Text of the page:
Agricultural land in India

Agricultural land in India

Logging of tropical rain forest in Malaysia

Logging of tropical rain forest in Malaysia

PPalm oil factory in Malaysia

Palm oil factory in Malaysia

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Research Program 3

Designing Lifeworlds of Sustainability and Wellbeing

PL Photo
Program Director

SAIJO Tatsuyoshi

RIHN

Tatsuyoshi Saijo (4th from left) specializes in designing social systems that promote sustainability and equity without inhibiting individual incentive. His interest is in developing the field of “Future Design”, one that links the happiness and wellbeing of current generation to that of future generations.


More than 60% of the world’s population resides in Asia and the regions surrounding it. Over a third of global economic activity occurs there. Within these places lies an incredible diversity of cultures, histories, societies, economies, livelihoods, and ecologies. Asia is also affected by myriad global and local environmental issues, such as population increase, air, water, soil, and coastal pollution, increasing greenhouse gas emissions, and biodiversity loss. At the same time, growing wealth disparity, social isolation, rising levels of poverty, and the disappearance of traditional culture and knowledges are emerging.

Within these processes, the combination of migration between the countryside and cities, and rural depopulation with urban concentration is accompanied by rapid socio-cultural change, resource over-use, and the deterioration of the natural environment. Both urban and rural lifeworlds are disintegrating rapidly. Consequently, by reconstructing the lifeworld concept and highlighting the reciprocal linkages between rural and urban spaces, Program 3 designs lifeworlds of sustainability and wellbeing and co-creates concrete pathways for their realization.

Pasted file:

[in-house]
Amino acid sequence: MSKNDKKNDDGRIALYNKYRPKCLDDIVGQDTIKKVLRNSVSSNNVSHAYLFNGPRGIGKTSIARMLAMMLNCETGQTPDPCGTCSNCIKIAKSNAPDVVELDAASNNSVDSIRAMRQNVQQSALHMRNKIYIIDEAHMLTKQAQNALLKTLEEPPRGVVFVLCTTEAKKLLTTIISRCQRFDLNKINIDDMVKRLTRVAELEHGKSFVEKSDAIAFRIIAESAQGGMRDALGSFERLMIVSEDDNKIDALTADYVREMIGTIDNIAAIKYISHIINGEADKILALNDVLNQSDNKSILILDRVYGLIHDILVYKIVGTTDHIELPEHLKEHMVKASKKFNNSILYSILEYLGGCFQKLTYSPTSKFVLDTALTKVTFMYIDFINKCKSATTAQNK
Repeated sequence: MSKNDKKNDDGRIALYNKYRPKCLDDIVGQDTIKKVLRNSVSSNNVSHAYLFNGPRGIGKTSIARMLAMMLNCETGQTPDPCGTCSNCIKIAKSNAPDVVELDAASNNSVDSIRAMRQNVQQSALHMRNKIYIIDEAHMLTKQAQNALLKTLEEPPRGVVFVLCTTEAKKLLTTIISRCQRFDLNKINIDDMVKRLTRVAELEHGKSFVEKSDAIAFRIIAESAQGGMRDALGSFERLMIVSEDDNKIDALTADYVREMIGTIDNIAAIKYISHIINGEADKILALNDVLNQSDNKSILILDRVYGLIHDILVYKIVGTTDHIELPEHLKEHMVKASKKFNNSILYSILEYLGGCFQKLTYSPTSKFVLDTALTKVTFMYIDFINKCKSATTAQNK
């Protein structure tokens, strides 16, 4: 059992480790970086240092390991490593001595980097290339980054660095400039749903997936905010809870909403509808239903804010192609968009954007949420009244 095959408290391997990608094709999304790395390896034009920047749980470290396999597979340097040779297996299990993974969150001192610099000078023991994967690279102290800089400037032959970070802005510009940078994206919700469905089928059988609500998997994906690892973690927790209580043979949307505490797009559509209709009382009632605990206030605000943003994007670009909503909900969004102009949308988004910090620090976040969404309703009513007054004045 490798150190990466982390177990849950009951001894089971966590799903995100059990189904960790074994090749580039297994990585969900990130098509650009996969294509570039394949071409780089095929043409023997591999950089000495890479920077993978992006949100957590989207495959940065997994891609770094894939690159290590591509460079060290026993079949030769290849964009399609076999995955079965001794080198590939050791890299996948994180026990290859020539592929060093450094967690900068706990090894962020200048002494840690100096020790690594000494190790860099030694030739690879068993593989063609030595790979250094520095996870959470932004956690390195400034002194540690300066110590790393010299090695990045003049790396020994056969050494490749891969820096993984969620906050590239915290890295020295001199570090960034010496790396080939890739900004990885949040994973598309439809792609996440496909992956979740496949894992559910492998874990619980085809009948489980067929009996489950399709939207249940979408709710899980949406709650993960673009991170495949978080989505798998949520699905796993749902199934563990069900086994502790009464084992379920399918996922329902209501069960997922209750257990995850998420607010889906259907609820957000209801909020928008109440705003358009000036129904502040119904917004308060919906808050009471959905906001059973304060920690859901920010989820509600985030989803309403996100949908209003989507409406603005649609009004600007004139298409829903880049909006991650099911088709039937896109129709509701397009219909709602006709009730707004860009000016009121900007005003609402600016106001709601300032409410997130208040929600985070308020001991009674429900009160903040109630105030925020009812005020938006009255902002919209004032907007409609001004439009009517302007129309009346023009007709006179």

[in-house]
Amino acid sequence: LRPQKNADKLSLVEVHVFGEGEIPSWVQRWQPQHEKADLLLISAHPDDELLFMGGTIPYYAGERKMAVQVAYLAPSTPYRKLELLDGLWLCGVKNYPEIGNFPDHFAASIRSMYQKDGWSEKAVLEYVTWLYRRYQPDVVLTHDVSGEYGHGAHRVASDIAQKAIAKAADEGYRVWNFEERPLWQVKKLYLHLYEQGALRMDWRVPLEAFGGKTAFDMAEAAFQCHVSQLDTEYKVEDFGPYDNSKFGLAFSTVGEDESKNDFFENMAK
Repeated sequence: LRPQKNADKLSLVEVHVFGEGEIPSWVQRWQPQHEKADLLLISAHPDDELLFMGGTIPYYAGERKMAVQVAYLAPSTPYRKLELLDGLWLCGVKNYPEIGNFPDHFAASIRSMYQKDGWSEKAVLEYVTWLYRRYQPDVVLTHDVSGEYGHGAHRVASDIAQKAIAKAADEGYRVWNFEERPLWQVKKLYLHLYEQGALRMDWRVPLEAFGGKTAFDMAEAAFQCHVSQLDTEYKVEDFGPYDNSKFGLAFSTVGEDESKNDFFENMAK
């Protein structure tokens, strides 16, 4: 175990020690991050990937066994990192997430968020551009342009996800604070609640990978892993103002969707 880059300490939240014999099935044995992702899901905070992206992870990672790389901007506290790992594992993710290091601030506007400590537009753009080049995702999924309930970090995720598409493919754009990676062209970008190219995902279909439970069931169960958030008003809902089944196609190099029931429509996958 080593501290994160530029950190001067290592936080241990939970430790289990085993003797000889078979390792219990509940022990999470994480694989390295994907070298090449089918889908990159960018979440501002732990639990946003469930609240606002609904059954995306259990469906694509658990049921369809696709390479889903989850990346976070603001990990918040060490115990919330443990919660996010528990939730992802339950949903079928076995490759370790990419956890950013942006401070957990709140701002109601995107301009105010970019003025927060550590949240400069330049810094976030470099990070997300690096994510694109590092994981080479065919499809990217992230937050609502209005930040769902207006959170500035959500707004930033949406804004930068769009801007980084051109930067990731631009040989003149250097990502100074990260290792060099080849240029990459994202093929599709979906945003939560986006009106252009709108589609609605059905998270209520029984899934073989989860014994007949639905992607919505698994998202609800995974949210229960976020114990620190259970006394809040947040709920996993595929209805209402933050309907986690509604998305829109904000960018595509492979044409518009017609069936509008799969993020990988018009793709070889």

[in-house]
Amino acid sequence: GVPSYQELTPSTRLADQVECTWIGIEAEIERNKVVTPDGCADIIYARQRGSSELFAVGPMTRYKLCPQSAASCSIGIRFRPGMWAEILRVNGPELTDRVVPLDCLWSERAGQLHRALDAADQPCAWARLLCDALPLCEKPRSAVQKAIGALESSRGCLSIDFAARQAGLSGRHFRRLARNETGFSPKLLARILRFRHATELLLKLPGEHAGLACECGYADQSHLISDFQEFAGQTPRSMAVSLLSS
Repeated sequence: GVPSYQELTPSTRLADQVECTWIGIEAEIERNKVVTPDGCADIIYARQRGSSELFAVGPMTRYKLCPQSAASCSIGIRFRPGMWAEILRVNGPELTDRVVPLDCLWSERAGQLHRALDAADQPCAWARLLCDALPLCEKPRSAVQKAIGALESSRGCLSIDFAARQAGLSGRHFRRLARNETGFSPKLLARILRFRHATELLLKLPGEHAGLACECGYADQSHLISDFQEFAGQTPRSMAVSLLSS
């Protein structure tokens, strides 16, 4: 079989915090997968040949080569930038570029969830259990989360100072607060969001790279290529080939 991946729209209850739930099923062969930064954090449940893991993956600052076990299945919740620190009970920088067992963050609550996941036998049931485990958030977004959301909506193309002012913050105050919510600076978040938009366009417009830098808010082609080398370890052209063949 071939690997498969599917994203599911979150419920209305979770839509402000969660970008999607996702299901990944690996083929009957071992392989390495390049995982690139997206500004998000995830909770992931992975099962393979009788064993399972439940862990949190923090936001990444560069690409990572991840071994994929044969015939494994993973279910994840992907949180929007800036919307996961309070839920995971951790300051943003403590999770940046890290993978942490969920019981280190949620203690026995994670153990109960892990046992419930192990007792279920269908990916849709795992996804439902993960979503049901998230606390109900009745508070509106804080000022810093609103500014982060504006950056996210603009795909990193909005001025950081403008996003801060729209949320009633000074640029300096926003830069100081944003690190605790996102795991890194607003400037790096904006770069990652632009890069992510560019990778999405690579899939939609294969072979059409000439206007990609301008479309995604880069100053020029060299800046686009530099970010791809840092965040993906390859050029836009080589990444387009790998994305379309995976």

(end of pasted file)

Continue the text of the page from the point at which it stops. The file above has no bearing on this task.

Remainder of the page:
In these same places, diverse world-views and experiences of the ways in which humanity and nature can exist have accumulated. Pre-existing, yet latent, diverse socio-cultural elements, such as livelihood styles, lay knowledge, conflict resolution strategies, and the vitality of the people themselves can be called upon to address problems and help to chart a course toward possible future societies. Program 3 builds upon these experiences and knowledges of human-nature interaction to propose concrete changes needed to achieve a sustainable society.

Through the transformations and frameworks leading to sustainable urban and rural lifeworld design, the existing economic systems, markets, and political decision making systems will also require fundamental shifts in the way they are conceived. However, Program 3 will not investigate top-down approaches to system change, but will work with local residents, government officials, companies, citizen groups and other various stakeholders to propose sustainable alternatives and gauge their feasibility.

In order not to run the risk of developing proposals that are only applicable to specific regions or sites, Program 3 will aim for research results that are generalizable, but retain their diversity.

The varieties of fruits and vegetables for sale at the market in Kanchanaburi reflect Thailand’s changing society

The varieties of fruits and vegetables for sale at the market in Kanchanaburi reflect Thailand’s changing society

Socialization of composting type toilet in Burkina Faso. Photo by Dr. ITO Ryusei

Socialization of composting type toilet in Burkina Faso. Photo by Dr. ITO Ryusei